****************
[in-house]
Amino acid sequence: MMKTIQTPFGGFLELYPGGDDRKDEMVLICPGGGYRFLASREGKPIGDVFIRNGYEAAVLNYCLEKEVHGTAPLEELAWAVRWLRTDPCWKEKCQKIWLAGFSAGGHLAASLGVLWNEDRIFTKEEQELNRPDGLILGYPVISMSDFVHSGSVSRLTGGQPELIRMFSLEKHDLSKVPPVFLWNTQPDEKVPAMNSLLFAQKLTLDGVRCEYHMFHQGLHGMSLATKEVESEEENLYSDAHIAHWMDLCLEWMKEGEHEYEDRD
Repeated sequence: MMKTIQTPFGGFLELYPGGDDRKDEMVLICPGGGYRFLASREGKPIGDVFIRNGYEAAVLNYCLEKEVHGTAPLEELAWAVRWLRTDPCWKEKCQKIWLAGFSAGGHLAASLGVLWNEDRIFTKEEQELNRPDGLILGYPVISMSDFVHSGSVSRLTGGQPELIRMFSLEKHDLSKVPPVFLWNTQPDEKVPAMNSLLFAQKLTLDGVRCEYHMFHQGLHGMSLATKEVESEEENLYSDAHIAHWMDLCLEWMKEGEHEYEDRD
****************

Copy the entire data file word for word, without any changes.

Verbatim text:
[in-house]
Amino acid sequence: MMKTIQTPFGGFLELYPGGDDRKDEMVLICPGGGYRFLASREGKPIGDVFIRNGYEAAVLNYCLEKEVHGTAPLEELAWAVRWLRTDPCWKEKCQKIWLAGFSAGGHLAASLGVLWNEDRIFTKEEQELNRPDGLILGYPVISMSDFVHSGSVSRLTGGQPELIRMFSLEKHDLSKVPPVFLWNTQPDEKVPAMNSLLFAQKLTLDGVRCEYHMFHQGLHGMSLATKEVESEEENLYSDAHIAHWMDLCLEWMKEGEHEYEDRD
Repeated sequence: MMKTIQTPFGGFLELYPGGDDRKDEMVLICPGGGYRFLASREGKPIGDVFIRNGYEAAVLNYCLEKEVHGTAPLEELAWAVRWLRTDPCWKEKCQKIWLAGFSAGGHLAASLGVLWNEDRIFTKEEQELNRPDGLILGYPVISMSDFVHSGSVSRLTGGQPELIRMFSLEKHDLSKVPPVFLWNTQPDEKVPAMNSLLFAQKLTLDGVRCEYHMFHQGLHGMSLATKEVESEEENLYSDAHIAHWMDLCLEWMKEGEHEYEDRD